Documentary photographer Robert Frank, known for his black-and-white observations of American life, has died at 94.
Frank, born in Zurich in 1924, emigrated to New York in 1947 where he briefly worked as a fashion photographer for “Harper’s Bazaar” before leaving to travel in South America.
Returning to New York in 1949, he spent the next few years traveling back and forth to cities in Europe working on photo projects.
After receiving his first Guggenheim Fellowship in 1955, he traveled around the United States for two years, taking over 28,000 photos of the people and places he encountered along the way.
Eighty-three photos from his trip were published first in France and then in the U.S. in the 1959 monograph, "The Americans."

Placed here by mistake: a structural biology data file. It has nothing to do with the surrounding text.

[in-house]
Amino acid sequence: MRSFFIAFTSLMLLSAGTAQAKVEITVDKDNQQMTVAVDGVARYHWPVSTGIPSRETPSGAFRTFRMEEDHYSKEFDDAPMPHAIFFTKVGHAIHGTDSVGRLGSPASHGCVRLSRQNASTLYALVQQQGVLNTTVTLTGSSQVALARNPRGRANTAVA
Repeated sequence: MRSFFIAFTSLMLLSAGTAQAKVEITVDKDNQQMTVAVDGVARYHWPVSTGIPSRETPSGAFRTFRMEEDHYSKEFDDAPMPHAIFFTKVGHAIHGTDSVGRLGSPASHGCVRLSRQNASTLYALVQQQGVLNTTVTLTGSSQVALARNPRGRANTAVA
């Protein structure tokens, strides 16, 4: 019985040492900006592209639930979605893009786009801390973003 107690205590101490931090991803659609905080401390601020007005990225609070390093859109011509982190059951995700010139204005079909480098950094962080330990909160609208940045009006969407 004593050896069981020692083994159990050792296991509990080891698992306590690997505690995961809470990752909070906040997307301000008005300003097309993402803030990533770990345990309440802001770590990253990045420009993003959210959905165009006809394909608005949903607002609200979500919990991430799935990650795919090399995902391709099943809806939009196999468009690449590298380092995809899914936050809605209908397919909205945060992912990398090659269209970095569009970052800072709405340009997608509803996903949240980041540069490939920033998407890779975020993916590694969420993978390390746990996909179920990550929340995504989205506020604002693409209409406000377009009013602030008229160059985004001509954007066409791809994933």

While the initial reception wasn’t entirely positive, it would eventually be appreciated for Frank’s ability to illustrate America’s troubles and beauty in a way that hadn’t quite been done before.
The book went on to inspire generations of documentary photographers and Frank continued to take photos and make films for decades.
Among his many honors, he received a Cornell Capa Infinity Award, while his work has been seen in galleries and museums around the world.